#share#As for Hillary Clinton, Democratic sources tell me that they are worried her infamous deleted e-mails (destroyed by something called BleachBit, of all things) could resurface in leaks from either the FBI or foreign-intelligence agencies — or even ordinary hackers. PJ Media cites congressional sources who say that portions of the Clinton e-mails were hacked by Guccifer (a Romanian blogger now in prison for intercepting the e-mails of Clinton confidant Sidney Blumenthal). Files containing the contents of additional e-mails from Hillary and Blumenthal might already be accessible in password-protected parts of the “deep Web,” a part of the Web that is not discoverable through standard search engines.
What could be in Hillary’s e-mails? In addition to embarrassing details of the hand-in-glove relationship some of her aides kept with the Clinton Foundation, there could be documents related to Benghazi, PJ Media reports. NRO’s Andrew McCarthy, a former federal prosecutor, has reported that many analysts and members of Congress believe that Hillary Clinton and the State Department were actively arming Islamic jihadists seeking to topple the Assad dictatorship in Syria in 2012 — and that they were having weapons shipped from Benghazi to the jihadists.
Some of the recipients could even have had links to the Islamic State in Syria (ISIS). Circumstantial evidence keeps piling up that Clinton and the State Department had a reason to obscure the truth about the Benghazi terrorist attack that killed four Americans. “What if just weeks before the 2012 election it had been revealed that the Obama administration was shipping arms through a third country to benefit Islamic radicals?” one congressman on the House Intelligence Committee asked me. “It would have been another version of the Reagan-era Iran-Contra scandal, and it would have led to a public uproar that could have affected Obama’s reelection. Clinton and the State Department have strenuously denied any involvement with the shipment of arms to Syrian jihadists.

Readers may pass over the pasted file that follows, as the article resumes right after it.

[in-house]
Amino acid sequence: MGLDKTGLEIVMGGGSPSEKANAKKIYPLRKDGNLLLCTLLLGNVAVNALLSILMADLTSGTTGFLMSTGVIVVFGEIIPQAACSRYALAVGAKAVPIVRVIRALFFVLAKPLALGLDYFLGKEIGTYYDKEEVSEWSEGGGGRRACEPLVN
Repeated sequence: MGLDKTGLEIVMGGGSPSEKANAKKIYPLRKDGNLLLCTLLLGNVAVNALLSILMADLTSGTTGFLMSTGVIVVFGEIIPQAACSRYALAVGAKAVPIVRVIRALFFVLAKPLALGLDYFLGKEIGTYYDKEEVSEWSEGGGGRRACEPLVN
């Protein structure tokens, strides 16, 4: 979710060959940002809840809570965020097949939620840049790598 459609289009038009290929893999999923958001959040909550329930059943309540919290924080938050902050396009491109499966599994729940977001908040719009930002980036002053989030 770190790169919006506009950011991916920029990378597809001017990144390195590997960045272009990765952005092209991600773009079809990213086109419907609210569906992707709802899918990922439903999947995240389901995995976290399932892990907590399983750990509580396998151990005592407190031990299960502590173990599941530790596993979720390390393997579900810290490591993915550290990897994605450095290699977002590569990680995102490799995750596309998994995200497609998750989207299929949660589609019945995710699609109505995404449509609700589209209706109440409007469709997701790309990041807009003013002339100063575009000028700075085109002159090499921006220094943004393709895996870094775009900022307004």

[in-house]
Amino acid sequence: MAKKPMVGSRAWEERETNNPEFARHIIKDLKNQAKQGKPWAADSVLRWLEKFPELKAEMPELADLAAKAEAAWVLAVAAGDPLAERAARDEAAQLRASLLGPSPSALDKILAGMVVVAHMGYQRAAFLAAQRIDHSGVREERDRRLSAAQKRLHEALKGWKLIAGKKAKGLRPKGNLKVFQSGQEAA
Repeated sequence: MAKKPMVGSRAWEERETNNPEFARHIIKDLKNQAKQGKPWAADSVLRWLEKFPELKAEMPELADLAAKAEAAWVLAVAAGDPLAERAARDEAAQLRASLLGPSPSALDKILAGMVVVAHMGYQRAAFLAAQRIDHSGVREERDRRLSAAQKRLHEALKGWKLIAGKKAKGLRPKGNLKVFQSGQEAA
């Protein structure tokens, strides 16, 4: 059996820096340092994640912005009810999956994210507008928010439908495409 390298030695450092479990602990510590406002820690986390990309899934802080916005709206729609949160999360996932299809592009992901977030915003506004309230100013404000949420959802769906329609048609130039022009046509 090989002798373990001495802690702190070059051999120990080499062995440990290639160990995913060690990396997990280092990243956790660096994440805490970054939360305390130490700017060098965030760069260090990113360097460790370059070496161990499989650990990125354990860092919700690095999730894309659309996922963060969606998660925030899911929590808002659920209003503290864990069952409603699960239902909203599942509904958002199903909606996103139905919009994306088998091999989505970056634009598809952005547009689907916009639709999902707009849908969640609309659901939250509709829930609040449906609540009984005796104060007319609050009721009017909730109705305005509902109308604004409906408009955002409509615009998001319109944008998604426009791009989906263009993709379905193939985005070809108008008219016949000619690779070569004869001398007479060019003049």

Why is Assange so eager to boast that his future revelations will damage Hillary Clinton? He has repeatedly said he believes that the current failed state in Libya was caused by her aggressive support of the American role in overthrowing Libyan dictator Moammar Qaddafi. He has called her a “liberal war hawk” who would misuse American military power if she were president.
#related#There’s another more ironic explanation for Assange’s antipathy to Hillary. The public justification for the existence of Wikileaks is that it supports “radical transparency” — a belief that decisions taken behind closed doors by government officials and elites should be revealed to the public as much as possible. And what candidate for high government office in a democratic country is less transparent than Hillary Clinton, who this month went so far as to conceal here diagnosis of pneumonia? It would be rich irony indeed if Hillary Clinton’s obsession with secrecy acted like a red flag in front of a bull and motivated people to strip away her protective layers right before the most crucial political moment of her life.